They say it’s the hope that kills you.
Newcastle United is a hopeless zombie club, the walking dead stumbling its way through sequel after sequel of the same shit, and how do you kill a zombie? You chop off its head. It is a twisted irony typifying life in black and white, that the hope which has eventually killed us was given to us by those with a penchant for beheading. How sharp’s the scimitar, did ye say?
After thirteen years as the global advertising board for Sports Direct, thirteen years of our club being stripped of meaning and ambition, we put aside the skepticism that comes from perennial false dawns to embrace the hope of salvation. That salvation came from a group with so many flaws made some uneasy but when you’re buried in the darkness under a pile of Donnay duffle bags, do you really care who digs you out?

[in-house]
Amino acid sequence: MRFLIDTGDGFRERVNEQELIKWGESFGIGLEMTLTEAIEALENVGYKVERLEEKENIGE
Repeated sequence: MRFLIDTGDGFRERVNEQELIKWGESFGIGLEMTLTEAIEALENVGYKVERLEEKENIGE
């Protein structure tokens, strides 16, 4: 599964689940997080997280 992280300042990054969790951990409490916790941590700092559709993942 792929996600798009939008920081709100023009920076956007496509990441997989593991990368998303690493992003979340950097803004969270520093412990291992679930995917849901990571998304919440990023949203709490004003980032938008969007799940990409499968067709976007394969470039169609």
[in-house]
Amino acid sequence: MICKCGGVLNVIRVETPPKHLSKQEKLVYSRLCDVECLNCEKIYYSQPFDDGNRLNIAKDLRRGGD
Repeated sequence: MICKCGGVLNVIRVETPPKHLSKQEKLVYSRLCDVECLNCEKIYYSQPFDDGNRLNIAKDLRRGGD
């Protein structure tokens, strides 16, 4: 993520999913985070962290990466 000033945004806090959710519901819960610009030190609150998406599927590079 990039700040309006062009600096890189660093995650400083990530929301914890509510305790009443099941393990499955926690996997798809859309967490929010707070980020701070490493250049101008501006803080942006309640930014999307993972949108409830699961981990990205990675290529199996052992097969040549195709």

For four months, football fans have been forced into a wrestling match with their collective conscience as outsiders from every sector of global society have implored the residents of NE1 to reject a brighter future for the greater good. We live in a region largely ignored by national government, we are the have-nots and the forgotten as the south of the country will always take priority in a conservative government. Any semblance of parity was sustained largely by European Union investment in the region which was voluntarily ended by the very people it benefited most. This opportunity was more than a revival of our beloved football club – this was the opportunity for a resurgence of our city. Never mind, eh? Just as the empty claps for the NHS nourished the impoverished and neglected workforce, the city of Newcastle will rebuild itself with morally and ethically strong pats on the back from those who always knew what was best for little ol’ us.